They're not just to protect from animals. You'll often find them in gardens where the area below isn't even open to livestock. The other reason for these is to hide unsightly parts of the view. If there is a road, village or other buildings in front of the house, for example, building a ha-ha could make it look like the park stretches unbroken to the horizon. It could also make it look like distant hillsides are part of your park if your own land is a little on the small side.

Source: my wife is a landscape archaeologist, specialising in post-medieval parks. We visit a lot of stately homes.

hprotagonist said a month ago:

And in Ankh Morpork, there's the hoho: A cunningly designed ditch like a Haha, only the Hoho is 50 feet deep. Has claimed three Palace gardeners. Also once trapped Dr. Cruces, then head of the Assassins' Guild.

dzamie said 25 days ago:

Yep, and as mentioned in the article, there's also a he-he. A description is never given of it, but it's a safe assumption that it's a tiny haha, possibly only a couple inches high.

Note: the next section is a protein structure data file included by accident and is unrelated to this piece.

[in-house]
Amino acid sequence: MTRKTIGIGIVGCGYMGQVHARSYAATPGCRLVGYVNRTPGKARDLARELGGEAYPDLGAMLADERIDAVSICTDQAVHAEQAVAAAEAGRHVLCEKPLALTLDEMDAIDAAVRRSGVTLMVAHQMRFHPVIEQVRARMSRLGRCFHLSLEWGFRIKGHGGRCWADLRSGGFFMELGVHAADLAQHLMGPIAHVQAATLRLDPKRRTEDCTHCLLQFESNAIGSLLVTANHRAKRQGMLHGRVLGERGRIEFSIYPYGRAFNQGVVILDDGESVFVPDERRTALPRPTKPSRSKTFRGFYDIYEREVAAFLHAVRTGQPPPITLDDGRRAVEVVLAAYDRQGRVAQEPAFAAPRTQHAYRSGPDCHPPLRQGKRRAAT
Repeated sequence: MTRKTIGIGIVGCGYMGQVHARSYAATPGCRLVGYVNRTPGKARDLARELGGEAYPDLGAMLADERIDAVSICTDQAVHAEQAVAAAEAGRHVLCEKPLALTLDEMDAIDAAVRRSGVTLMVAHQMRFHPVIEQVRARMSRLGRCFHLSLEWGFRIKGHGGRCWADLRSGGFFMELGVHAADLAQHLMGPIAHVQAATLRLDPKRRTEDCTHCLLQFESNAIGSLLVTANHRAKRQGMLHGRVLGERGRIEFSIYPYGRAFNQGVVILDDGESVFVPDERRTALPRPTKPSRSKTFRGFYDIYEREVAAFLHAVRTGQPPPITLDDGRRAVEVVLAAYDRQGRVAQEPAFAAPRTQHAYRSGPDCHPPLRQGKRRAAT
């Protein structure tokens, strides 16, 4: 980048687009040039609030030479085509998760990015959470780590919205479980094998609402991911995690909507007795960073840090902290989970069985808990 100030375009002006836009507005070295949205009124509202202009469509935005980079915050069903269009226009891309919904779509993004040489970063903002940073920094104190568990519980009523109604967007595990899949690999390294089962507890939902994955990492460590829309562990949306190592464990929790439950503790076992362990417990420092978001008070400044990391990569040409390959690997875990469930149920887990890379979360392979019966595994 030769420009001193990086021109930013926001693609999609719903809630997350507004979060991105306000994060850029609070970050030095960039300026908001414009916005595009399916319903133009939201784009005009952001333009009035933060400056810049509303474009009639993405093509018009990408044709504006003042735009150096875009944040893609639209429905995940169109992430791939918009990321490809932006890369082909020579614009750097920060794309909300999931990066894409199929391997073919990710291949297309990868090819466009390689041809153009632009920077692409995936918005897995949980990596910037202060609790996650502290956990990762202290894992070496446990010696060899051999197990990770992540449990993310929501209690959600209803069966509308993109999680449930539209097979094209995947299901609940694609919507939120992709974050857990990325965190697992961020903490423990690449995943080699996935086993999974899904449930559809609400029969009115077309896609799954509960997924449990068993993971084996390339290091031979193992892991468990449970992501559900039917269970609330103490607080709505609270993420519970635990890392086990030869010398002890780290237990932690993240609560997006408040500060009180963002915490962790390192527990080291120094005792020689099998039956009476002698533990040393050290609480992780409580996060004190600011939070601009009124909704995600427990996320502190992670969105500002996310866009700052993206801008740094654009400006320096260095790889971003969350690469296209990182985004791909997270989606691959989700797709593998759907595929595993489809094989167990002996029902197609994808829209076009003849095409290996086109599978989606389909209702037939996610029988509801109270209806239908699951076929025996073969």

Interestingly, if this is accurate, it means that the front/backness of the vowel in hehe/haha/hoho correlates with its size.

knolax said 25 days ago:

A Hon-Hon is a Ha-Ha where the incline leads directly into a tunnel.

radeklew said 25 days ago:

And the chon-honnel is the one from France to England

ljm said 25 days ago:

Unfortunately due to escalating tensions, the ‘ke-ke’ became known as a Demilitarized Zone.

choeger said 25 days ago:

Iirc correctly a hoho is like a haha just deeper.

Sharlin said a month ago:

Designed by, of course, Bergholt Stuttley "Bloody Stupid" Johnson!

EdwardDiego said 24 days ago: